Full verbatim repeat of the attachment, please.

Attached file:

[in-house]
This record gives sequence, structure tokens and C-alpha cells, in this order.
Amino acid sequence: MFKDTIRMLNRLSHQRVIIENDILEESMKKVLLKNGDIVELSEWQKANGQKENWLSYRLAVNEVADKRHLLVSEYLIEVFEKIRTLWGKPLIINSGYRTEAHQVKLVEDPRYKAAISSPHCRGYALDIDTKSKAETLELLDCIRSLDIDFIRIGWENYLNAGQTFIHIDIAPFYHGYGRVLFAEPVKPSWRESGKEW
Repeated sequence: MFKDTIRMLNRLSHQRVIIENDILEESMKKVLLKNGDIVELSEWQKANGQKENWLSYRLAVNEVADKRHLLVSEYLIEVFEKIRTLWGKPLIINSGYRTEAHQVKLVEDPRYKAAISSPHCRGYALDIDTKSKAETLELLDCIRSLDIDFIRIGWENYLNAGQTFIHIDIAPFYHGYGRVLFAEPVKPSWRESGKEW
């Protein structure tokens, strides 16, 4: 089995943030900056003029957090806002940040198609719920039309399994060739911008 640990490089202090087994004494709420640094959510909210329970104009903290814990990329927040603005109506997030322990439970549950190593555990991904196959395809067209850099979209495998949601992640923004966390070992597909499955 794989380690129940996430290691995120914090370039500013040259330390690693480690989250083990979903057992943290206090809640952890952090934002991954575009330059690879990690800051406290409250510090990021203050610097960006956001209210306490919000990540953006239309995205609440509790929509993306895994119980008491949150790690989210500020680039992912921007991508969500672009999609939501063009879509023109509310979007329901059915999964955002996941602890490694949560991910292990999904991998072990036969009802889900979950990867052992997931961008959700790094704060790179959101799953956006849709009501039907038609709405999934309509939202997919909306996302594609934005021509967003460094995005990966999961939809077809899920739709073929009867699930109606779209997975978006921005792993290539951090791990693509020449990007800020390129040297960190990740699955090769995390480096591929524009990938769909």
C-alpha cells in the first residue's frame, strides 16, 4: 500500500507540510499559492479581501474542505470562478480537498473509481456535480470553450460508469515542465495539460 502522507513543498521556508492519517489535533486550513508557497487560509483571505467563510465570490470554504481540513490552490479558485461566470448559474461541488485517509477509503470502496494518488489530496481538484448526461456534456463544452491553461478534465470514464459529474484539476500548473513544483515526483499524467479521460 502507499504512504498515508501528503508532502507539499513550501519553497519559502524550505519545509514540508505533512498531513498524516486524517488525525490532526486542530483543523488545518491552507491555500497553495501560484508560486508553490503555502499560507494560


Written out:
[in-house]
This record gives sequence, structure tokens and C-alpha cells, in this order.
Amino acid sequence: MFKDTIRMLNRLSHQRVIIENDILEESMKKVLLKNGDIVELSEWQKANGQKENWLSYRLAVNEVADKRHLLVSEYLIEVFEKIRTLWGKPLIINSGYRTEAHQVKLVEDPRYKAAISSPHCRGYALDIDTKSKAETLELLDCIRSLDIDFIRIGWENYLNAGQTFIHIDIAPFYHGYGRVLFAEPVKPSWRESGKEW
Repeated sequence: MFKDTIRMLNRLSHQRVIIENDILEESMKKVLLKNGDIVELSEWQKANGQKENWLSYRLAVNEVADKRHLLVSEYLIEVFEKIRTLWGKPLIINSGYRTEAHQVKLVEDPRYKAAISSPHCRGYALDIDTKSKAETLELLDCIRSLDIDFIRIGWENYLNAGQTFIHIDIAPFYHGYGRVLFAEPVKPSWRESGKEW
């Protein structure tokens, strides 16, 4: 089995943030900056003029957090806002940040198609719920039309399994060739911008 640990490089202090087994004494709420640094959510909210329970104009903290814990990329927040603005109506997030322990439970549950190593555990991904196959395809067209850099979209495998949601992640923004966390070992597909499955 794989380690129940996430290691995120914090370039500013040259330390690693480690989250083990979903057992943290206090809640952890952090934002991954575009330059690879990690800051406290409250510090990021203050610097960006956001209210306490919000990540953006239309995205609440509790929509993306895994119980008491949150790690989210500020680039992912921007991508969500672009999609939501063009879509023109509310979007329901059915999964955002996941602890490694949560991910292990999904991998072990036969009802889900979950990867052992997931961008959700790094704060790179959101799953956006849709009501039907038609709405999934309509939202997919909306996302594609934005021509967003460094995005990966999961939809077809899920739709073929009867699930109606779209997975978006921005792993290539951090791990693509020449990007800020390129040297960190990740699955090769995390480096591929524009990938769909």
C-alpha cells in the first residue's frame, strides 16, 4: 500500500507540510499559492479581501474542505470562478480537498473509481456535480470553450460508469515542465495539460 502522507513543498521556508492519517489535533486550513508557497487560509483571505467563510465570490470554504481540513490552490479558485461566470448559474461541488485517509477509503470502496494518488489530496481538484448526461456534456463544452491553461478534465470514464459529474484539476500548473513544483515526483499524467479521460 502507499504512504498515508501528503508532502507539499513550501519553497519559502524550505519545509514540508505533512498531513498524516486524517488525525490532526486542530483543523488545518491552507491555500497553495501560484508560486508553490503555502499560507494560